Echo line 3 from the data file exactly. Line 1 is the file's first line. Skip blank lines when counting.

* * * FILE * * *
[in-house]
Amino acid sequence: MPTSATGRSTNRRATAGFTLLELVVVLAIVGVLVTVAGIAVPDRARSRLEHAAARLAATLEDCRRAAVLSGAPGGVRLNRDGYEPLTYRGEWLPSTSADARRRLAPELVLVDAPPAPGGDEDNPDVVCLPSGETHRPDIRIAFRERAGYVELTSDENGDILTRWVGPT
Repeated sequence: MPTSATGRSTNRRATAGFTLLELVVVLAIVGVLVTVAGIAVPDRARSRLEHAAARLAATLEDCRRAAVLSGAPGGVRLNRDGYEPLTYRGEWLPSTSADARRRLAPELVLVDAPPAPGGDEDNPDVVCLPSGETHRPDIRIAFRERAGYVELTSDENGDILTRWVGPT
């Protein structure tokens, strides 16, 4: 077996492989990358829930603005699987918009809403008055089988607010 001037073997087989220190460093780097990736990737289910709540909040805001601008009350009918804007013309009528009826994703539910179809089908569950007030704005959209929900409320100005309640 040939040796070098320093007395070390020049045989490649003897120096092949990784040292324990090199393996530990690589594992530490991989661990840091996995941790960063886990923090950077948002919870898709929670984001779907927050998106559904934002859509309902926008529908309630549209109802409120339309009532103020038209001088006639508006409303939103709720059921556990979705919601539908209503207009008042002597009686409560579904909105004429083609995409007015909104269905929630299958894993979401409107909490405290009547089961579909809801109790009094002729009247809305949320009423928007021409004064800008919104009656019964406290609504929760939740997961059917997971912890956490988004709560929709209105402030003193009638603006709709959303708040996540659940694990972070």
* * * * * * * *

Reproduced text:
Repeated sequence: MPTSATGRSTNRRATAGFTLLELVVVLAIVGVLVTVAGIAVPDRARSRLEHAAARLAATLEDCRRAAVLSGAPGGVRLNRDGYEPLTYRGEWLPSTSADARRRLAPELVLVDAPPAPGGDEDNPDVVCLPSGETHRPDIRIAFRERAGYVELTSDENGDILTRWVGPT